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U.S. cattle herd growth slows despite record corn harvest
November 7, 2016 / 10:21 PM / a year ago

U.S. cattle herd growth slows despite record corn harvest

* Cattle prices hover near five-year lows

* More breeding animals at feedlots, packing plants

* Corn use to taper off as cattle numbers decline

By Theopolis Waters

CHICAGO, Nov 7 (Reuters) - Demand for corn to fatten up U.S. cattle is likely to climb in the short term, as ranchers send more breeding females to feedlots to reduce the number of calves coming into supply.

But next year, corn consumption could decline as there will be fewer cattle as a result of the current heifer cull.

Ranchers are rushing to reduce their herds as per-pound prices for cattle hover near five-year lows, pressured by plentiful supplies of pork and chicken.

The number of heifers heading to commercial feeding pens rose 4 percent in the quarter ended Sept. 30 from a year ago, according to the U.S. Department of Agriculture. More could be on their way as prices stay low and calves are weaned, analysts said.

“I would anticipate that they (ranchers) are going to cut their herds again because of the financial situation,” said South Dakota feedlot operator Herman Schumacher. “It’s been a wreck.”

Cattle in feedlots are typically fattened to about 1,300 lbs from 800 lbs on arrival, munching through about 7 pounds of feed for every pound of weight gain.

“Feedlots will initially use more grain because they’ll have more animals as a stop-off before heading to the packing plants,” said John Ginzel, analyst with Chicago-based Linn Group. This would further depress beef prices, he added.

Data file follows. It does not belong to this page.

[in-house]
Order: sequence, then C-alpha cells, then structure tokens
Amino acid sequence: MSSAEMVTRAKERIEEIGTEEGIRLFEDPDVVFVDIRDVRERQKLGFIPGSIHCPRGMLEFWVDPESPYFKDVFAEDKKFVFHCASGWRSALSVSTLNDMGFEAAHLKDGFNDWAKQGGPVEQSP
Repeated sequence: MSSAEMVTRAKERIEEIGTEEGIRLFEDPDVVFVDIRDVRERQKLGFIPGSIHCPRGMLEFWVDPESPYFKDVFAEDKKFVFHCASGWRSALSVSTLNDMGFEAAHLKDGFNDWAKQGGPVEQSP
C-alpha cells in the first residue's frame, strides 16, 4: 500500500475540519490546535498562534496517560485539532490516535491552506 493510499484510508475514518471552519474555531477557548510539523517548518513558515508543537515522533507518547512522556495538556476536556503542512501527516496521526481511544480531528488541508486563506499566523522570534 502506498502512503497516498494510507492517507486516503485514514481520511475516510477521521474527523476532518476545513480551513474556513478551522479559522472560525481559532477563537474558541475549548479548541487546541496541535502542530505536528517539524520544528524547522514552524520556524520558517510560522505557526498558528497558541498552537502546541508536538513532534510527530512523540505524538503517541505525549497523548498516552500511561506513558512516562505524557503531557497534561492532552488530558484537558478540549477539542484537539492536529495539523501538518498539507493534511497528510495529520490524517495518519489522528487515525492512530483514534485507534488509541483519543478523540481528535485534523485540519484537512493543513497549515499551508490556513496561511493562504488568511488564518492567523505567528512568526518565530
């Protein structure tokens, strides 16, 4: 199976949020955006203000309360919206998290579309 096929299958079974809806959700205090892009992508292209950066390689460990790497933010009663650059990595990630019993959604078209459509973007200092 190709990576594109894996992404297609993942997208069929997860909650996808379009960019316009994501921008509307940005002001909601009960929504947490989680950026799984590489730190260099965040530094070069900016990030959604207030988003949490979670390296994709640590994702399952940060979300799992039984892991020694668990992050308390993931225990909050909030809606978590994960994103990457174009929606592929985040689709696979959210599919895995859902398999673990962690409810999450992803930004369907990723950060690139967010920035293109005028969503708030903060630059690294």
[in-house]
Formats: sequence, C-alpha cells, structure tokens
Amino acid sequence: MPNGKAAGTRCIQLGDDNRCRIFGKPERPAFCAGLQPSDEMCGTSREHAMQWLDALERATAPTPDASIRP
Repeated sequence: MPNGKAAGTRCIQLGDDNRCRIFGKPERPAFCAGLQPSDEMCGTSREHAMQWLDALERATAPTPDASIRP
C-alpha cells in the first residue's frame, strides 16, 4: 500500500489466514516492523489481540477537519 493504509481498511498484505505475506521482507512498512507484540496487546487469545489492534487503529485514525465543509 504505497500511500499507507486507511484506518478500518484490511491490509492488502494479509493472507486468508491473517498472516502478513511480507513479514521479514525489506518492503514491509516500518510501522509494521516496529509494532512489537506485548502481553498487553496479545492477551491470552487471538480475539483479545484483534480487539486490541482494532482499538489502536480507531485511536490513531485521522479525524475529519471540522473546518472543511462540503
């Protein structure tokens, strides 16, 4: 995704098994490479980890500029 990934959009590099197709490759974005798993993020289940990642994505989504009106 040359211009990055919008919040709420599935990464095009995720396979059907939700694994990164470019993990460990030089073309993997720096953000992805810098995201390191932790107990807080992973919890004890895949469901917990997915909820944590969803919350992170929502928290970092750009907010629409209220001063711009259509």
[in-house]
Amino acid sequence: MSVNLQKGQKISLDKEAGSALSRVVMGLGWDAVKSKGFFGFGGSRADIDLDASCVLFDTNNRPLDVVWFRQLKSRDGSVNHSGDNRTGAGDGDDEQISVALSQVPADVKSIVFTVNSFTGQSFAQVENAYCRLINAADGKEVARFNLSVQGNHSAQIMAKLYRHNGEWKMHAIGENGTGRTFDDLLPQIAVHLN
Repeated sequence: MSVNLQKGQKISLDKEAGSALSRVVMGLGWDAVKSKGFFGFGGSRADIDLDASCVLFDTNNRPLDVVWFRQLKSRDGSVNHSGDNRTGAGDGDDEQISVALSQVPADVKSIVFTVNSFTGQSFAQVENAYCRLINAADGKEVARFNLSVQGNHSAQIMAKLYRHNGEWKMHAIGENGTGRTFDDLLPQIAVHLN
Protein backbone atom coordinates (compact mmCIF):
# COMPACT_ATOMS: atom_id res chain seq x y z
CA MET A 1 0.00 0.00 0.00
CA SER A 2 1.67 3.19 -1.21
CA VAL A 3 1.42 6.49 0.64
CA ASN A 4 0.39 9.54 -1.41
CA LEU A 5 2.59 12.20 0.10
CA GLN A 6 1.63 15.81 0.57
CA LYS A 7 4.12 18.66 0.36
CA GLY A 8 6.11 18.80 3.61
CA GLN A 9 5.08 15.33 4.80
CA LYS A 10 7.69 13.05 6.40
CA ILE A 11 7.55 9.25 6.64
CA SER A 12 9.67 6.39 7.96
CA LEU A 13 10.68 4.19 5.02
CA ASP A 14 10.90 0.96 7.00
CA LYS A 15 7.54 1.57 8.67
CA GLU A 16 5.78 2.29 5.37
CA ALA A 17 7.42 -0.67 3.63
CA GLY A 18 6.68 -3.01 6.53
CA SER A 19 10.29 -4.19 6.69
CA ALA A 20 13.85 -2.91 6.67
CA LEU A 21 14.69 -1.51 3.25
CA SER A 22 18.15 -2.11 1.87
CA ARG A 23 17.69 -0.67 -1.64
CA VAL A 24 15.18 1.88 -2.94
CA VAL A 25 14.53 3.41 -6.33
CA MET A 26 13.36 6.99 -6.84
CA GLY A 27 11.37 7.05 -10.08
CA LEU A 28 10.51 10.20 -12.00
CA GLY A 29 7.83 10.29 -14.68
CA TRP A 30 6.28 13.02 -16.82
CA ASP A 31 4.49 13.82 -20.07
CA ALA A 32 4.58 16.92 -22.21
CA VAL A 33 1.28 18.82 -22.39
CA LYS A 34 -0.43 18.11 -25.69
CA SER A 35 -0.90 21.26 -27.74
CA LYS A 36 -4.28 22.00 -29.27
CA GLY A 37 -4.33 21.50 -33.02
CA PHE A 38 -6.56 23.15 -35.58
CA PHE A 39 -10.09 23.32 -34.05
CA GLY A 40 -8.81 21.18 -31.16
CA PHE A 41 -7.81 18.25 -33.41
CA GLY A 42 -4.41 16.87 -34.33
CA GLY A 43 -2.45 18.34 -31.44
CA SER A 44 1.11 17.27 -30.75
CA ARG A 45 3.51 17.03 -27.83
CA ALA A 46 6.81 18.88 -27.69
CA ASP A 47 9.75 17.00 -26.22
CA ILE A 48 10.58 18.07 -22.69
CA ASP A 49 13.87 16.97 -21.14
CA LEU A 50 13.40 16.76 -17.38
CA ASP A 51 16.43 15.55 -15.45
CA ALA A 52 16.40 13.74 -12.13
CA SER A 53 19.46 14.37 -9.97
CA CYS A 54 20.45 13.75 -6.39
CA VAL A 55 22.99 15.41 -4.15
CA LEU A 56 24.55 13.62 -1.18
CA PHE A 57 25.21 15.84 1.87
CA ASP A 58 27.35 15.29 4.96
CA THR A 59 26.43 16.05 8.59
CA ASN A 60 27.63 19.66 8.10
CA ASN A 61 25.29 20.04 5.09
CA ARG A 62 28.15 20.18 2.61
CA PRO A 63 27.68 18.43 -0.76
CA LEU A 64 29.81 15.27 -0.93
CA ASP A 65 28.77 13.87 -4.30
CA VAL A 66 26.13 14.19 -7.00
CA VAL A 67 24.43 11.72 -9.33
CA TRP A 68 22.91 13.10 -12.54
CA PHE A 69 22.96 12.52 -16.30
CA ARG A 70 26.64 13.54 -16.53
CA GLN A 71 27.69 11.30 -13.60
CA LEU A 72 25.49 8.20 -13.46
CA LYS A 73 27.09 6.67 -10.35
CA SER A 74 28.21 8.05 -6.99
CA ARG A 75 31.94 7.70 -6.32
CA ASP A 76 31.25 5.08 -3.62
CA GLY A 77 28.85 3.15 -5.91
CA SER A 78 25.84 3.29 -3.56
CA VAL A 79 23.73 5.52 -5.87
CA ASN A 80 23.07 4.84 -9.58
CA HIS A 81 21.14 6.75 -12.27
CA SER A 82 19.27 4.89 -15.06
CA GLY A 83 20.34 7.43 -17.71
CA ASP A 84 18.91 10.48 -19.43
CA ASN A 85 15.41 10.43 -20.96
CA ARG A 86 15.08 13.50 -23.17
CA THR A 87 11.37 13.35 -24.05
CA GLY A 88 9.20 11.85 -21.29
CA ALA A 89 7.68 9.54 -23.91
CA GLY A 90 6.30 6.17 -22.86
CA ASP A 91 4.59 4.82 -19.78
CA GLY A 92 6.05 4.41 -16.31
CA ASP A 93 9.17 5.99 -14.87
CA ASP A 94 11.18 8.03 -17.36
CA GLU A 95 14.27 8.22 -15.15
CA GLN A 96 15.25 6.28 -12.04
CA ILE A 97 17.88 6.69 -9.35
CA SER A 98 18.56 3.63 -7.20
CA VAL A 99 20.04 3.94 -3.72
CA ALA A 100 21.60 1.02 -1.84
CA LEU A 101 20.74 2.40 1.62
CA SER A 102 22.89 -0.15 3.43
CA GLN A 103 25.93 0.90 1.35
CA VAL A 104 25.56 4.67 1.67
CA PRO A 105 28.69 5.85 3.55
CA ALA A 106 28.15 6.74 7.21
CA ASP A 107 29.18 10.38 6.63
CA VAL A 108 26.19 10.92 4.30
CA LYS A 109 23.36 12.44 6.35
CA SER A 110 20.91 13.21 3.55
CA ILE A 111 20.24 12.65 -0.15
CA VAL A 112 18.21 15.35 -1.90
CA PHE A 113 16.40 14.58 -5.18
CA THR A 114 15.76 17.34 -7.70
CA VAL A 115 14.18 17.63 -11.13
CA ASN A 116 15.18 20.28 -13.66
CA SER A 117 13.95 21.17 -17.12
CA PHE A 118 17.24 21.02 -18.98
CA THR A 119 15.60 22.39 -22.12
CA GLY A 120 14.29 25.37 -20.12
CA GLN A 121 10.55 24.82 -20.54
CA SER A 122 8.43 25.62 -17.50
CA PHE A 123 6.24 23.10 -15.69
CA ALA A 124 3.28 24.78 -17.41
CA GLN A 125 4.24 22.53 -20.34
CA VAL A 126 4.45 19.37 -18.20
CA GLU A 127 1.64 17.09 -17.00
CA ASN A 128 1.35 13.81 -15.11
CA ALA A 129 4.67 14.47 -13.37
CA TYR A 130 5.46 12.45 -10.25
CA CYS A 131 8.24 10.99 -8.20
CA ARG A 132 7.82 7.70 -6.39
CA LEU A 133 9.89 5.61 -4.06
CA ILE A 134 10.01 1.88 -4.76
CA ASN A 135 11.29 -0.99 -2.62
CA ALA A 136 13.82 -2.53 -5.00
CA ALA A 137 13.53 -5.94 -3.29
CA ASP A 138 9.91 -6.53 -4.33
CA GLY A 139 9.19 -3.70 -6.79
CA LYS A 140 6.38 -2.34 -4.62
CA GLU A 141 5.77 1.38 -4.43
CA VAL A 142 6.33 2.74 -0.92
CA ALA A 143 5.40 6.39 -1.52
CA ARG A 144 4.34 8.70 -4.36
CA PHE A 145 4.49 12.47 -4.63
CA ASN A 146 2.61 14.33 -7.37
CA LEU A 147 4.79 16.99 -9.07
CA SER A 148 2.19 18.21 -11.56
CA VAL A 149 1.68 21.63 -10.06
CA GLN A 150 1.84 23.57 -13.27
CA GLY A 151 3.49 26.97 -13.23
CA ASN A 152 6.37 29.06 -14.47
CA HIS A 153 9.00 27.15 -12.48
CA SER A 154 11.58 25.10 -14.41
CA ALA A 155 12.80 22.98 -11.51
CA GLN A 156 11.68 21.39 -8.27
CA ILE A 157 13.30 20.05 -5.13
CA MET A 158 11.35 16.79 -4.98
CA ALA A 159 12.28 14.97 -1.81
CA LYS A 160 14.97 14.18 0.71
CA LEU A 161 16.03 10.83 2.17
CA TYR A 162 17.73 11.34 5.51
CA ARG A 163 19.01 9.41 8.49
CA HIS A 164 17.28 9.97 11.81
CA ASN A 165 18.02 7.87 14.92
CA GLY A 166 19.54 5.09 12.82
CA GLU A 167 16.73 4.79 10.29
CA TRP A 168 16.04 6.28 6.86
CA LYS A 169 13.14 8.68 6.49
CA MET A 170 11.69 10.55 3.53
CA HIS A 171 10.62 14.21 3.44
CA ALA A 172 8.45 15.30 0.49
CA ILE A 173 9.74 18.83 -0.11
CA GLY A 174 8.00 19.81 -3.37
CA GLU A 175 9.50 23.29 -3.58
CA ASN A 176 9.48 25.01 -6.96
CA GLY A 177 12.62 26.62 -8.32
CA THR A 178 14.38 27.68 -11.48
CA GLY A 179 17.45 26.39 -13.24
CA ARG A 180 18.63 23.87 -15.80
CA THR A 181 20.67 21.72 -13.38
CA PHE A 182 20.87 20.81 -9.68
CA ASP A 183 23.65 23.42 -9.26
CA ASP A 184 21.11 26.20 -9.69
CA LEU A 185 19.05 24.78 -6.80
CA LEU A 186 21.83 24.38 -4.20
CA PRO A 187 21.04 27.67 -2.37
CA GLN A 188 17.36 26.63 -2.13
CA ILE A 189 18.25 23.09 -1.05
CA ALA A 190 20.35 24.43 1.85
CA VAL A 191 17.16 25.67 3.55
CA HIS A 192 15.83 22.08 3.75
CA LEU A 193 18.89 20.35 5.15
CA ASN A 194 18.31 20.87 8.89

The USDA forecasts corn use for feed will hit 5.7 million bushels in the year that began Sept. 1, up from 5.2 million in the previous period.

That could underpin corn prices, currently languishing near two-year lows around $3.50 per bushel for December delivery on the Chicago Board of Trade.

But reducing the number of heifers will mean fewer calves, which should trim demand for corn beginning in late 2017, given it takes roughly 18 months for a calf to reach maturity.

Ranchers hope they can hang on long enough to see prices for their animals recover as the cutback in supplies works through.

Slaughter prices hit $100.91 per cwt in October - the lowest for any month since January 2011, according to the Livestock Marketing Information Center.

“It’s been more than just a little uncomfortable moving to a lower price level, but as our markets adjust to the new price range created in response to current fundamentals there will be some black ink returning for cattle finishers again,” said Tracy Brunner, president of the National Cattlemen’s Beef Association and also a Kansas feedlot operator. (Editing by Matthew Lewis)

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